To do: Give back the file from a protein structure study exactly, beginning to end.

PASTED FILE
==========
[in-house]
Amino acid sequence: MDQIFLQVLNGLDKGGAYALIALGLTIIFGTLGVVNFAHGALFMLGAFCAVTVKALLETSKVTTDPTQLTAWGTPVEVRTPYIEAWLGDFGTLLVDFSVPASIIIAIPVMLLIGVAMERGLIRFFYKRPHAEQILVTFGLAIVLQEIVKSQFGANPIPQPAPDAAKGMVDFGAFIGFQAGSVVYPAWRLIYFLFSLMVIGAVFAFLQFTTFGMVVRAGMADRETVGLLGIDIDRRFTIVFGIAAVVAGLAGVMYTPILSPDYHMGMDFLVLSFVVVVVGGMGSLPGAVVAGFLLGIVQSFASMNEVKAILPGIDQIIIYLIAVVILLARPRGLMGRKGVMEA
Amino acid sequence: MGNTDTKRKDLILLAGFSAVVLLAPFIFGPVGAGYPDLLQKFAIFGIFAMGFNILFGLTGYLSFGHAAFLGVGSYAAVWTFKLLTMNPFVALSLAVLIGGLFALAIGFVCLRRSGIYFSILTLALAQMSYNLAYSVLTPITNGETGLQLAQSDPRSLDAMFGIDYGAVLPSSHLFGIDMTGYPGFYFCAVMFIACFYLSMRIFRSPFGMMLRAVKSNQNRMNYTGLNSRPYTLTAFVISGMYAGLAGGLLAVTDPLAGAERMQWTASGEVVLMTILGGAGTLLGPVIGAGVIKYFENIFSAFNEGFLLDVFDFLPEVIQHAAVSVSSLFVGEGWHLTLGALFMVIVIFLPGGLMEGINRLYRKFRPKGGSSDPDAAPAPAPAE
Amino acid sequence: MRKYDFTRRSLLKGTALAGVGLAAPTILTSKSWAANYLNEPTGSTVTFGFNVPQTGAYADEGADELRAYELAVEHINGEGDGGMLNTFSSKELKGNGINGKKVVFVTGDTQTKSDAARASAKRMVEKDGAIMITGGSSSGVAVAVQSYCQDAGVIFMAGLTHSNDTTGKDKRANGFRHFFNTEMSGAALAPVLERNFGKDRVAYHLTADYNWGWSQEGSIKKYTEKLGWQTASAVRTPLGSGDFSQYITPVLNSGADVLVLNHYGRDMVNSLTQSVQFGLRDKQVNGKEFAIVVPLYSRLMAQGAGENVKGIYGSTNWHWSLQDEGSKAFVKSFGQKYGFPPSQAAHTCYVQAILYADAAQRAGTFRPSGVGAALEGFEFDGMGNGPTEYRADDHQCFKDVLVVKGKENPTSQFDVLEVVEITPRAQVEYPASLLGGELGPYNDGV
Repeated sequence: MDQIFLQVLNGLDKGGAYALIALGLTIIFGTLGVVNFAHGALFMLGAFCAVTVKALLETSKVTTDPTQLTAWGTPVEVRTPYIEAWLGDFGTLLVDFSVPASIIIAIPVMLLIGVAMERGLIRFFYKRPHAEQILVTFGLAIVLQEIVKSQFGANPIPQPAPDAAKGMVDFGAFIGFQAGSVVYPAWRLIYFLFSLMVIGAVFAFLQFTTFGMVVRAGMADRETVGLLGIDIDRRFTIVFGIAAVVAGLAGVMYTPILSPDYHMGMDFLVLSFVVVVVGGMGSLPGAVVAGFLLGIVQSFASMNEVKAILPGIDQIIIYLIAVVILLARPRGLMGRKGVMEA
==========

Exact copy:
[in-house]
Amino acid sequence: MDQIFLQVLNGLDKGGAYALIALGLTIIFGTLGVVNFAHGALFMLGAFCAVTVKALLETSKVTTDPTQLTAWGTPVEVRTPYIEAWLGDFGTLLVDFSVPASIIIAIPVMLLIGVAMERGLIRFFYKRPHAEQILVTFGLAIVLQEIVKSQFGANPIPQPAPDAAKGMVDFGAFIGFQAGSVVYPAWRLIYFLFSLMVIGAVFAFLQFTTFGMVVRAGMADRETVGLLGIDIDRRFTIVFGIAAVVAGLAGVMYTPILSPDYHMGMDFLVLSFVVVVVGGMGSLPGAVVAGFLLGIVQSFASMNEVKAILPGIDQIIIYLIAVVILLARPRGLMGRKGVMEA
Amino acid sequence: MGNTDTKRKDLILLAGFSAVVLLAPFIFGPVGAGYPDLLQKFAIFGIFAMGFNILFGLTGYLSFGHAAFLGVGSYAAVWTFKLLTMNPFVALSLAVLIGGLFALAIGFVCLRRSGIYFSILTLALAQMSYNLAYSVLTPITNGETGLQLAQSDPRSLDAMFGIDYGAVLPSSHLFGIDMTGYPGFYFCAVMFIACFYLSMRIFRSPFGMMLRAVKSNQNRMNYTGLNSRPYTLTAFVISGMYAGLAGGLLAVTDPLAGAERMQWTASGEVVLMTILGGAGTLLGPVIGAGVIKYFENIFSAFNEGFLLDVFDFLPEVIQHAAVSVSSLFVGEGWHLTLGALFMVIVIFLPGGLMEGINRLYRKFRPKGGSSDPDAAPAPAPAE
Amino acid sequence: MRKYDFTRRSLLKGTALAGVGLAAPTILTSKSWAANYLNEPTGSTVTFGFNVPQTGAYADEGADELRAYELAVEHINGEGDGGMLNTFSSKELKGNGINGKKVVFVTGDTQTKSDAARASAKRMVEKDGAIMITGGSSSGVAVAVQSYCQDAGVIFMAGLTHSNDTTGKDKRANGFRHFFNTEMSGAALAPVLERNFGKDRVAYHLTADYNWGWSQEGSIKKYTEKLGWQTASAVRTPLGSGDFSQYITPVLNSGADVLVLNHYGRDMVNSLTQSVQFGLRDKQVNGKEFAIVVPLYSRLMAQGAGENVKGIYGSTNWHWSLQDEGSKAFVKSFGQKYGFPPSQAAHTCYVQAILYADAAQRAGTFRPSGVGAALEGFEFDGMGNGPTEYRADDHQCFKDVLVVKGKENPTSQFDVLEVVEITPRAQVEYPASLLGGELGPYNDGV
Repeated sequence: MDQIFLQVLNGLDKGGAYALIALGLTIIFGTLGVVNFAHGALFMLGAFCAVTVKALLETSKVTTDPTQLTAWGTPVEVRTPYIEAWLGDFGTLLVDFSVPASIIIAIPVMLLIGVAMERGLIRFFYKRPHAEQILVTFGLAIVLQEIVKSQFGANPIPQPAPDAAKGMVDFGAFIGFQAGSVVYPAWRLIYFLFSLMVIGAVFAFLQFTTFGMVVRAGMADRETVGLLGIDIDRRFTIVFGIAAVVAGLAGVMYTPILSPDYHMGMDFLVLSFVVVVVGGMGSLPGAVVAGFLLGIVQSFASMNEVKAILPGIDQIIIYLIAVVILLARPRGLMGRKGVMEA